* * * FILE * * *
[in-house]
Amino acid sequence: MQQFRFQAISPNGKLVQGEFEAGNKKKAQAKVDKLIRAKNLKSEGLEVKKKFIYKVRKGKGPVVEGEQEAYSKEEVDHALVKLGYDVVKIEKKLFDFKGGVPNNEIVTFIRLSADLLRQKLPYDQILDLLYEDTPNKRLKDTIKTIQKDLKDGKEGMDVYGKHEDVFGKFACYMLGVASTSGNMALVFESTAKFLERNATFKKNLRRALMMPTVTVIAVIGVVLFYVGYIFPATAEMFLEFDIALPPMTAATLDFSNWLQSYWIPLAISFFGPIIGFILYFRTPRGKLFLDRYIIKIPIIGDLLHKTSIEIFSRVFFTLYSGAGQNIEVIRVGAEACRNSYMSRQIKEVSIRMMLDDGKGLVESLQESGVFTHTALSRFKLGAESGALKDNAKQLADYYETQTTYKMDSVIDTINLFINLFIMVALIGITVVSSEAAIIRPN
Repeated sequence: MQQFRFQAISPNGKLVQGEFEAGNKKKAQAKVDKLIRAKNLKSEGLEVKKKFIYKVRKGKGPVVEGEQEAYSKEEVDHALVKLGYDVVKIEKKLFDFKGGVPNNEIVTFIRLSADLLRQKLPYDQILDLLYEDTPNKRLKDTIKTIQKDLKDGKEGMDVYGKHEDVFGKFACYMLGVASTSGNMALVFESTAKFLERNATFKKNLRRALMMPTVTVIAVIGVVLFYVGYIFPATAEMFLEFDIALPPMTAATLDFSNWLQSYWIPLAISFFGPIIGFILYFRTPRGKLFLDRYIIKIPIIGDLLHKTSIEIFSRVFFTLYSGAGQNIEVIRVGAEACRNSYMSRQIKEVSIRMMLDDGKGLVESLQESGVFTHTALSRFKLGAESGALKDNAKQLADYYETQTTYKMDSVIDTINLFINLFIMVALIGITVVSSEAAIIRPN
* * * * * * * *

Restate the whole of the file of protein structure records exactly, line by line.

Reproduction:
[in-house]
Amino acid sequence: MQQFRFQAISPNGKLVQGEFEAGNKKKAQAKVDKLIRAKNLKSEGLEVKKKFIYKVRKGKGPVVEGEQEAYSKEEVDHALVKLGYDVVKIEKKLFDFKGGVPNNEIVTFIRLSADLLRQKLPYDQILDLLYEDTPNKRLKDTIKTIQKDLKDGKEGMDVYGKHEDVFGKFACYMLGVASTSGNMALVFESTAKFLERNATFKKNLRRALMMPTVTVIAVIGVVLFYVGYIFPATAEMFLEFDIALPPMTAATLDFSNWLQSYWIPLAISFFGPIIGFILYFRTPRGKLFLDRYIIKIPIIGDLLHKTSIEIFSRVFFTLYSGAGQNIEVIRVGAEACRNSYMSRQIKEVSIRMMLDDGKGLVESLQESGVFTHTALSRFKLGAESGALKDNAKQLADYYETQTTYKMDSVIDTINLFINLFIMVALIGITVVSSEAAIIRPN
Repeated sequence: MQQFRFQAISPNGKLVQGEFEAGNKKKAQAKVDKLIRAKNLKSEGLEVKKKFIYKVRKGKGPVVEGEQEAYSKEEVDHALVKLGYDVVKIEKKLFDFKGGVPNNEIVTFIRLSADLLRQKLPYDQILDLLYEDTPNKRLKDTIKTIQKDLKDGKEGMDVYGKHEDVFGKFACYMLGVASTSGNMALVFESTAKFLERNATFKKNLRRALMMPTVTVIAVIGVVLFYVGYIFPATAEMFLEFDIALPPMTAATLDFSNWLQSYWIPLAISFFGPIIGFILYFRTPRGKLFLDRYIIKIPIIGDLLHKTSIEIFSRVFFTLYSGAGQNIEVIRVGAEACRNSYMSRQIKEVSIRMMLDDGKGLVESLQESGVFTHTALSRFKLGAESGALKDNAKQLADYYETQTTYKMDSVIDTINLFINLFIMVALIGITVVSSEAAIIRPN